1856        John C. Fremont and Edward D. Baker passed through the Feather River region of northern California. Baker was known as the "Gray Eagle of Republicanism" and gave this name to the town of Graegle around 1916.
    (SSFC, 7/7/02, p.C10)
1856        Sam Hughes, a Welsh immigrant ill with tuberculosis, left his job as a baker in the California Gold Rush and departed by stage coach to Texas. The stage coach driver afraid that Sam might die enroute, dumped him in Tucson, Arizona. Later Sam at age 32 married a Mexican girl age 12 named Atanacia Santa Cruz.
    (AWAM, Dec. 94, p.29,32)

1856        William Thomson, later Lord Kelvin, discovered the property of magneto-resistance. The change in some materials of electrical resistance under a magnetic field was later used in data storage systems.
    (Econ, 3/31/07, p.89)

1856        The Australian state of Victoria first adopted paper ballots for voting.
    (WSJ, 11/9/00, p.A1)
1856        Australia's Van Dieman's Island was renamed Tasmania.
    (Econ, 1/17/04, p.37)
c1856        Rabbits were let loose in Australia about 140 years ago.
    (WSJ, 4/5/96, p.B-6)

1856        Descendants of the Bounty mutineers moved from Pitcairn to Norfolk Island, 1,000 miles from the Australia mainland.
    (Econ, 7/10/04, p.38)

1856        The Victoria Cross was created to honor soldiers of the British Empire during the Crimean War who showed particular gallantry in the face of enemy attack. All the crosses were made from the bronze of Russian cannons captured in the Crimea.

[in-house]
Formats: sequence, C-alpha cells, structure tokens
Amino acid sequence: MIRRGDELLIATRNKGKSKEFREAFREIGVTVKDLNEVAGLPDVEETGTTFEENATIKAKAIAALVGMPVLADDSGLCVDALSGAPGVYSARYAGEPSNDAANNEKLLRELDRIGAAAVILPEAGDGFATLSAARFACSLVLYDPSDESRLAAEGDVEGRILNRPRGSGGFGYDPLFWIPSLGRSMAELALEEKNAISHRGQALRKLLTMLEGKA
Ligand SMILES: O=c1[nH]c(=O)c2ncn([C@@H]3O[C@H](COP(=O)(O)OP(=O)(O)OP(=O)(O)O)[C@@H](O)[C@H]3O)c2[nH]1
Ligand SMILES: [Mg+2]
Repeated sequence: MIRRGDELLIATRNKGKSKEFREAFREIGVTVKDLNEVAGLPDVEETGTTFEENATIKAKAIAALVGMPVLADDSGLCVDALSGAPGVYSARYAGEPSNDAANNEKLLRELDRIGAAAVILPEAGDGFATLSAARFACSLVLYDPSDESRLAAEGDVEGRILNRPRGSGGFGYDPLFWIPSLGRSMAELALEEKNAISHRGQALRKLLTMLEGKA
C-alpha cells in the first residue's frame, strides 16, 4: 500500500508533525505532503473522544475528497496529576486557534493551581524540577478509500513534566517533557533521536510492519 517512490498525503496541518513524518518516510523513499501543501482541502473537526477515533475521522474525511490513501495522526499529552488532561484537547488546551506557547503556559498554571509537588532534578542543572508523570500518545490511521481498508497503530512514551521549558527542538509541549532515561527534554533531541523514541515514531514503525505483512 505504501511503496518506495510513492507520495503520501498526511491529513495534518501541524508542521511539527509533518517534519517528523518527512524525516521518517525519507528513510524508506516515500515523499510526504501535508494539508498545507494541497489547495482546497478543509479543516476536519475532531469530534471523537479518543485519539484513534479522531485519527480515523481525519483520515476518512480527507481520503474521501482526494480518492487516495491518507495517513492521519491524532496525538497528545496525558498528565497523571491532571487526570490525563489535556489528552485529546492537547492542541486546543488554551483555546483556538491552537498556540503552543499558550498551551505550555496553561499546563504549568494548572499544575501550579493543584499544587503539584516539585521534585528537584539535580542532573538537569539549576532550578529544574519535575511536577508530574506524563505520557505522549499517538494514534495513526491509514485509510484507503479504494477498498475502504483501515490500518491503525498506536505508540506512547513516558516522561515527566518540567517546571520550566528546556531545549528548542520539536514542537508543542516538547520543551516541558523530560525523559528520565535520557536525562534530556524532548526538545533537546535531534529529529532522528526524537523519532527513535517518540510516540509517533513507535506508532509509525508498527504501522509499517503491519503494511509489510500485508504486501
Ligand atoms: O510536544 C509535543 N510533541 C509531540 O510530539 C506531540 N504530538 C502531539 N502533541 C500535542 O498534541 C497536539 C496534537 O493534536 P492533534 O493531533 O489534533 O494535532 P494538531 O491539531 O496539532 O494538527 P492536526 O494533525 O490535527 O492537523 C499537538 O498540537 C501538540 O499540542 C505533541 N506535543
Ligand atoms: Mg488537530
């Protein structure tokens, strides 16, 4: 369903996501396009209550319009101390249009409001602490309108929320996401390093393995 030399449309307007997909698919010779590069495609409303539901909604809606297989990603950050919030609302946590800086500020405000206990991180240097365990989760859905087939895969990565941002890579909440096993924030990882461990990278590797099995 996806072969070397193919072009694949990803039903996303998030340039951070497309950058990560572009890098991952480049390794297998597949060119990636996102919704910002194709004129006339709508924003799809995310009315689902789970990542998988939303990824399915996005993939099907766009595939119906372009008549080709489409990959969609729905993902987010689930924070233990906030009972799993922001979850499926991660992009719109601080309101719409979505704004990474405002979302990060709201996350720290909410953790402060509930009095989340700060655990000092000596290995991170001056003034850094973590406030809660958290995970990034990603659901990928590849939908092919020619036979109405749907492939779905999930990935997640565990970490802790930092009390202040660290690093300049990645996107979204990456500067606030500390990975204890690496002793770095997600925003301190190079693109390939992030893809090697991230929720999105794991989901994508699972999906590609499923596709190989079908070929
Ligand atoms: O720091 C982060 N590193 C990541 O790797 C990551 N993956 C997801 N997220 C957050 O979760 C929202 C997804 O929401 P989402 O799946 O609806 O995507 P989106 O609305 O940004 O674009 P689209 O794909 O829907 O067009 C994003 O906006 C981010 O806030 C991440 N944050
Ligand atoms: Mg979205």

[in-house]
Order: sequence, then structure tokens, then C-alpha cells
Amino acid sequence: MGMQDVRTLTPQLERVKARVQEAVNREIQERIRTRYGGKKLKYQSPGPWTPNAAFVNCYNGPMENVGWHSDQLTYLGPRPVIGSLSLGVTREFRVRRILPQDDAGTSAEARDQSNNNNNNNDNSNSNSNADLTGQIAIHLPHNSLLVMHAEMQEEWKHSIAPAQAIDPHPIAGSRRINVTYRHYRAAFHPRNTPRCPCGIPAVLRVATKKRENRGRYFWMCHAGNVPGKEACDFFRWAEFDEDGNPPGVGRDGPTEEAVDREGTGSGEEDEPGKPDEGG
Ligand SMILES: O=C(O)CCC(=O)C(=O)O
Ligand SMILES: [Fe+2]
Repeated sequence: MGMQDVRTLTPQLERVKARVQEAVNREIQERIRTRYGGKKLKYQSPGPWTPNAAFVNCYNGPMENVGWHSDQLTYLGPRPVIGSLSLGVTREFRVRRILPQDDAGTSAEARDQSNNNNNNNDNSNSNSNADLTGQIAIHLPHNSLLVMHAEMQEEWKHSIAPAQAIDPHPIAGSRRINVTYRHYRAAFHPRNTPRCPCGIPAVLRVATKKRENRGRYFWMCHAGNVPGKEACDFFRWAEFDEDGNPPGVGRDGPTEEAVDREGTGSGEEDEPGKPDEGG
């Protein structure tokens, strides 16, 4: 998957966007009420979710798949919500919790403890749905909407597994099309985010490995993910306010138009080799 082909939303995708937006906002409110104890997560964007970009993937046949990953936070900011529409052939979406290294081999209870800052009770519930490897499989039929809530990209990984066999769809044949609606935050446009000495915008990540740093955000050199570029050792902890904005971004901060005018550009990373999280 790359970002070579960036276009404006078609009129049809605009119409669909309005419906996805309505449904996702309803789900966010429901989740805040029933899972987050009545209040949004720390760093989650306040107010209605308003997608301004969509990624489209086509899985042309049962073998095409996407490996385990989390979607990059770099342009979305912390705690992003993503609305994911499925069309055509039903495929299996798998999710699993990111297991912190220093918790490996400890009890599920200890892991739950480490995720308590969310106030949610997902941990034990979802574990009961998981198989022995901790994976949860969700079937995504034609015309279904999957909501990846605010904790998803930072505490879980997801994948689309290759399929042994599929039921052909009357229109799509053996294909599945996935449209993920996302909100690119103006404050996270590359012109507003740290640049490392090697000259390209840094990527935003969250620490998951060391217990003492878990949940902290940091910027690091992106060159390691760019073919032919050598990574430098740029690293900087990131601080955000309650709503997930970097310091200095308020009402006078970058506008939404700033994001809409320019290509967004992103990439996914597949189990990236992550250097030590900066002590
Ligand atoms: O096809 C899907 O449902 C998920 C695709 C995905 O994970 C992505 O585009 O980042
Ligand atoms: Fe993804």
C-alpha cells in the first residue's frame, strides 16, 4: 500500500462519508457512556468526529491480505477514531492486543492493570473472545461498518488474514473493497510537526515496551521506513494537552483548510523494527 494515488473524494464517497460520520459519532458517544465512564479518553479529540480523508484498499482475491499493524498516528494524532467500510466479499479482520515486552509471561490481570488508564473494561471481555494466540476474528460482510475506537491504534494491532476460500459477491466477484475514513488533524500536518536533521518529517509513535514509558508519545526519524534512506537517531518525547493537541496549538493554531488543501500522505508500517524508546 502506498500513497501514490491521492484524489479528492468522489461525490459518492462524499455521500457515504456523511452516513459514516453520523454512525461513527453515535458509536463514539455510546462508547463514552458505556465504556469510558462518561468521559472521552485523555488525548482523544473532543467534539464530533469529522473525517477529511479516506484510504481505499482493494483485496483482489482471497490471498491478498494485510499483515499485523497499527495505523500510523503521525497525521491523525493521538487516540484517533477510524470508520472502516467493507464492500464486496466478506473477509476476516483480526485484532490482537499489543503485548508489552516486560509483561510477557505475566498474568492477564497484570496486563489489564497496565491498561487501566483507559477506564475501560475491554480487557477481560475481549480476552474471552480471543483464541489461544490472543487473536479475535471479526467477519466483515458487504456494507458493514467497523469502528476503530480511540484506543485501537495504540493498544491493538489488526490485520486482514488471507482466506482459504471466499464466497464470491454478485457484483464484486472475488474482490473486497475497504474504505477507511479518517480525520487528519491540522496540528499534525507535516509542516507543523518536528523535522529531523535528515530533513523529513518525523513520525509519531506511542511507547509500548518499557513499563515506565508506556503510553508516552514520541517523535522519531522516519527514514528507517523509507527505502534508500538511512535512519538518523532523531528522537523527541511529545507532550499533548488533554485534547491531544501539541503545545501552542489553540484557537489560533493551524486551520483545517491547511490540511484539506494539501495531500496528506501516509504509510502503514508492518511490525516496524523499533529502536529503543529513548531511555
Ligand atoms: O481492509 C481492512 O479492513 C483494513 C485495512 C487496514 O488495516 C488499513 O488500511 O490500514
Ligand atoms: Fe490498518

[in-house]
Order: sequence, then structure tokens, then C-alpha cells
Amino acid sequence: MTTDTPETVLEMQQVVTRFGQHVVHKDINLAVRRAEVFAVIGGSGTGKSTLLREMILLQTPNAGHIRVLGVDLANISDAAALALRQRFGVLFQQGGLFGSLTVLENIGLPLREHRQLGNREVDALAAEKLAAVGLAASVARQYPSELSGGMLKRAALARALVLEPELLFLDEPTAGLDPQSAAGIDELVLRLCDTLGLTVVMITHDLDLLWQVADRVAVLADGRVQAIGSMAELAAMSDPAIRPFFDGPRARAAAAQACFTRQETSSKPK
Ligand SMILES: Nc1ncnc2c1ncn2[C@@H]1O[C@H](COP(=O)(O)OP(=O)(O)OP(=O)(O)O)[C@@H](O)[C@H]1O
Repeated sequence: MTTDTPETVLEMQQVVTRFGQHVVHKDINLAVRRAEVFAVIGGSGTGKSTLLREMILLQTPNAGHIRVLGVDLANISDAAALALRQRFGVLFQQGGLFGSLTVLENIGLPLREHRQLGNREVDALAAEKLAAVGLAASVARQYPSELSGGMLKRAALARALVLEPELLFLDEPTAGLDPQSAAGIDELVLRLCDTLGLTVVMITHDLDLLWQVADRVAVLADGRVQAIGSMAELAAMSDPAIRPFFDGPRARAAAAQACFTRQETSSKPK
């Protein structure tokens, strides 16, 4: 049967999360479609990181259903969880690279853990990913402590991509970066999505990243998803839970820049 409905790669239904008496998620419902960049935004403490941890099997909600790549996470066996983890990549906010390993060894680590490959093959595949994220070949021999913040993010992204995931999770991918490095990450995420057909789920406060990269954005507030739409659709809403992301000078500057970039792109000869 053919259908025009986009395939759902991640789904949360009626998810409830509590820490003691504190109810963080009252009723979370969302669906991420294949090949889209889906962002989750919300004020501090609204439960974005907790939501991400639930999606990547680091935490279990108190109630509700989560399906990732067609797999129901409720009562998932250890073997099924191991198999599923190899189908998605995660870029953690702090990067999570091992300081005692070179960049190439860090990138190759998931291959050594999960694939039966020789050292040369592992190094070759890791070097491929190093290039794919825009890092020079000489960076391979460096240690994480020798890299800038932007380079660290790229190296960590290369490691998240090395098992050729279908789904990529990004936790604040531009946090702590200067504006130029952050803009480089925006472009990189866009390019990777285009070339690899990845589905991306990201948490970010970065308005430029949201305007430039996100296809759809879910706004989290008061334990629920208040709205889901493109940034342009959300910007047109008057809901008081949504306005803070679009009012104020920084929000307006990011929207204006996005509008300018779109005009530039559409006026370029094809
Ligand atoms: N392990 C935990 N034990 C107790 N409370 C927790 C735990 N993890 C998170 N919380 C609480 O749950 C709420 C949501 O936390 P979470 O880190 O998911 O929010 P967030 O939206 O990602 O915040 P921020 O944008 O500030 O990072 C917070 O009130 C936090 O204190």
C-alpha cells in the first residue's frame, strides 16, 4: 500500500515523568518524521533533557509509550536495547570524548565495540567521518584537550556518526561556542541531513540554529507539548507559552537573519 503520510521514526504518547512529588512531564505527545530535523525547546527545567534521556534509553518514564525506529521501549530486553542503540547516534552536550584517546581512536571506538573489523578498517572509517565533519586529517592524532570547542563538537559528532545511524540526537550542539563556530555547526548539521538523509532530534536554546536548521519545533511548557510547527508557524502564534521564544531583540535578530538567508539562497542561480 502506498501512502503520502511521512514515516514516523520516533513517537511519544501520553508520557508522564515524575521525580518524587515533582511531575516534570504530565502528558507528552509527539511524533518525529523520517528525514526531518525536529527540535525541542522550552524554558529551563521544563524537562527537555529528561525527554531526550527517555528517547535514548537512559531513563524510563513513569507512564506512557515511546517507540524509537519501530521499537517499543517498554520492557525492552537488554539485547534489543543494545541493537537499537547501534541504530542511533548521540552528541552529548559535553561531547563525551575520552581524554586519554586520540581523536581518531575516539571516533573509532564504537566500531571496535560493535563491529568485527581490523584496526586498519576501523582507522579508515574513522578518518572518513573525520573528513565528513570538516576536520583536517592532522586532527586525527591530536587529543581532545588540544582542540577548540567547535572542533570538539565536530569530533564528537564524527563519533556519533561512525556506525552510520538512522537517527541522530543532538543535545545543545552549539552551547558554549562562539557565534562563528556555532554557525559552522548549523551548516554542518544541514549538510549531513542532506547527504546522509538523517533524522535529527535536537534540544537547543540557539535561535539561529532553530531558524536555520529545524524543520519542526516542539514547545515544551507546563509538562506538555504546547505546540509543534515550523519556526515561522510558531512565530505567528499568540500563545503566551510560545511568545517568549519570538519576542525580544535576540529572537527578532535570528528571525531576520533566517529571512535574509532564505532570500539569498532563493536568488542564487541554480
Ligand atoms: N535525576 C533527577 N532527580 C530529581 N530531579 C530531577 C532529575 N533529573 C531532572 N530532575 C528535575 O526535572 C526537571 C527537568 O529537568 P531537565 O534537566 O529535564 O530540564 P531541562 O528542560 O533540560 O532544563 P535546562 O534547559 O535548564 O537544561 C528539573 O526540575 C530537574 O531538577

(AP, 4/27/05)
1856        British Guiana issued a 1-cent magenta, a 4-cent magenta and a 4-cent blue stamp initialed by a postal employee while waiting for a shipment of stamps to arrive from London. In 1980 the 1-cent magenta was purchased for $935,000 by chemicals heir John E. DuPont.  In 2014 the it was expected to sell at auction for $10-20 million.
    (WSJ, 4/7/00, p.W9)(SFC, 2/15/14, p.A7)

1856        Near Dusseldorf in the Neander Valley, limestone minors quarrying in a cave found an unusual human skeleton. A beetle-browed, low-sloping skullcap, part of a pelvis, and some remarkably thick and slightly curved limb bones fell into the hands of the local science teacher.
    (NG, Nov. 1985, p. 614)

1856        The order of nuns known as the "Poor Clares of Perpetual Adoration" was founded in France. It was named after a 13th century saint who jettisoned her family's wealth for a life of poverty. The nuns spent their time praying on behalf of others.
    (WSJ, 9/19/03, p.A1)
1856        In France Emperor Napoleon III decided to quell an impending revolt in Algeria by sending a magician, who would demonstrate the power of the Europeans to the natives. He sent Jean-Eugene Robert Houdin (1805-1871). The 1998 novel "The Magician’s Wife" by Brian Moore is based on the historic events. The magician is named Henri Lambert.
    (WSJ, 1/13/98, p.A20)(SFEC, 1/25/98, BR p.5)
1856        The Church of St. Anne in Jerusalem's walled Old City was gifted by the Ottomans to French Emperor Napoleon III.